The freshwater fishing license cost depends on the angler buying the license. If you are an adult (i.e. over 18 years old), you will have to purchase an adult sport fishing license at a higher price than youth license packages for ages 12 to 17. To answer the question, “How much is a freshwater fishing license?” you may refer to the list below:
- Adult resident freshwater fishing license -$40
- Adult non-resident freshwater fishing license -$80
- Adult combination licenses:
- $75 residents
- $155 non-residents
- Youth combination licenses -$15
- One-day adult fishing permit
- $9 residents
- $18 non-residents
- One-day adult combination licenses (non-residents only) -$23
- Interstate boundary water licenses -$30
Each consecutive fishing day costs $3 for residents and $7 or $8 for non-residents depending on whether they are both fishing and hunting or not.
The commercial fishing license price may vary. Fishing license fees for commercial live bait dealers is $44. However, non-resident fees for commercial fishing licenses differ from resident fees for master and sub guides. Master fishing guide fees and sub-guide fees can be found online.
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Are fishing license discounts available in Nevada?
You can get discounted recreational fishing licenses by combining your hunting and fishing permits. Additionally, senior, servicemember, disabled and Native American game fishing licenses are specially offered at discounted rates to ensure that more NV residents can fish.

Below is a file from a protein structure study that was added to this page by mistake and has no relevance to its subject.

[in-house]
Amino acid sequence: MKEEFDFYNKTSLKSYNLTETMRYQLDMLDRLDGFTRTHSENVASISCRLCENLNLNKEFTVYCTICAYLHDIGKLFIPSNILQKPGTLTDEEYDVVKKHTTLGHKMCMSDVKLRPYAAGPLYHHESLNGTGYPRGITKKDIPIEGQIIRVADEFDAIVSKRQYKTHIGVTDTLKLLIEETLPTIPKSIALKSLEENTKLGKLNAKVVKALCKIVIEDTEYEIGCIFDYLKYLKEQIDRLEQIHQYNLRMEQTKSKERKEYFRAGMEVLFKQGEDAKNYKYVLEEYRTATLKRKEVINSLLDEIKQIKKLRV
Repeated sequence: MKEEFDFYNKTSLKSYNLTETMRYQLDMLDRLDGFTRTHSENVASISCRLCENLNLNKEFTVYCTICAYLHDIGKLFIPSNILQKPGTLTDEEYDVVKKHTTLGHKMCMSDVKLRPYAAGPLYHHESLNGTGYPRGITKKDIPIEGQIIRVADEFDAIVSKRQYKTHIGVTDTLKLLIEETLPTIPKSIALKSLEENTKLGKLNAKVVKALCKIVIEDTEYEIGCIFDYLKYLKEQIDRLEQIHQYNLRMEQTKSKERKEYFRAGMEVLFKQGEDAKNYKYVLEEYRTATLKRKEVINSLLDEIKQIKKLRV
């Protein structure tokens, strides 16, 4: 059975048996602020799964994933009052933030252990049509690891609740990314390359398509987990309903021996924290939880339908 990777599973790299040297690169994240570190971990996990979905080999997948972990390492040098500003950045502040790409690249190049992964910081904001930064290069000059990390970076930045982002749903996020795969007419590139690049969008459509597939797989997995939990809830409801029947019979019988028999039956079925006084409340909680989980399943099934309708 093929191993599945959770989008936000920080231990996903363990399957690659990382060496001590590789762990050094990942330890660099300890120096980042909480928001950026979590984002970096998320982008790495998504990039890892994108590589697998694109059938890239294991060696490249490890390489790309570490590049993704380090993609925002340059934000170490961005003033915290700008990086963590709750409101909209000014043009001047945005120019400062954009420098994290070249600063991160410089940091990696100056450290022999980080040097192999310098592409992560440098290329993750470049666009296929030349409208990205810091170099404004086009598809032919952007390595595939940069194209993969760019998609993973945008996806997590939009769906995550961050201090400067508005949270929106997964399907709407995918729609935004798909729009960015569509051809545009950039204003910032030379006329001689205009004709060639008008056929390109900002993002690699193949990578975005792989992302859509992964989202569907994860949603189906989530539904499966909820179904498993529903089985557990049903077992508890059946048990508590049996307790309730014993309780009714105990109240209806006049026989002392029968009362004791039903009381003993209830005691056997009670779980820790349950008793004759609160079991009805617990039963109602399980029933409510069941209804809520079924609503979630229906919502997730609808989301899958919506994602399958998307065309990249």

Where can I get a fishing license in Nevada?
You can purchase a recreational fishing license online from the NV Department of Wildlife’s website. To buy a sport fishing license, you may also call by phone. If you wish to visit a fishing license agency near you, to request a permit in person, you may browse online for a list that provides local agencies by NV cities and counties. Because not all areas in the state have fishing license agencies, you must choose the available option that is most convenient for you.
How can I replace my Nevada fishing license?
If you lose or damage your existing NV freshwater fishing license, you are encouraged to contact the NDOW, or visit a local licensing agency to replace it.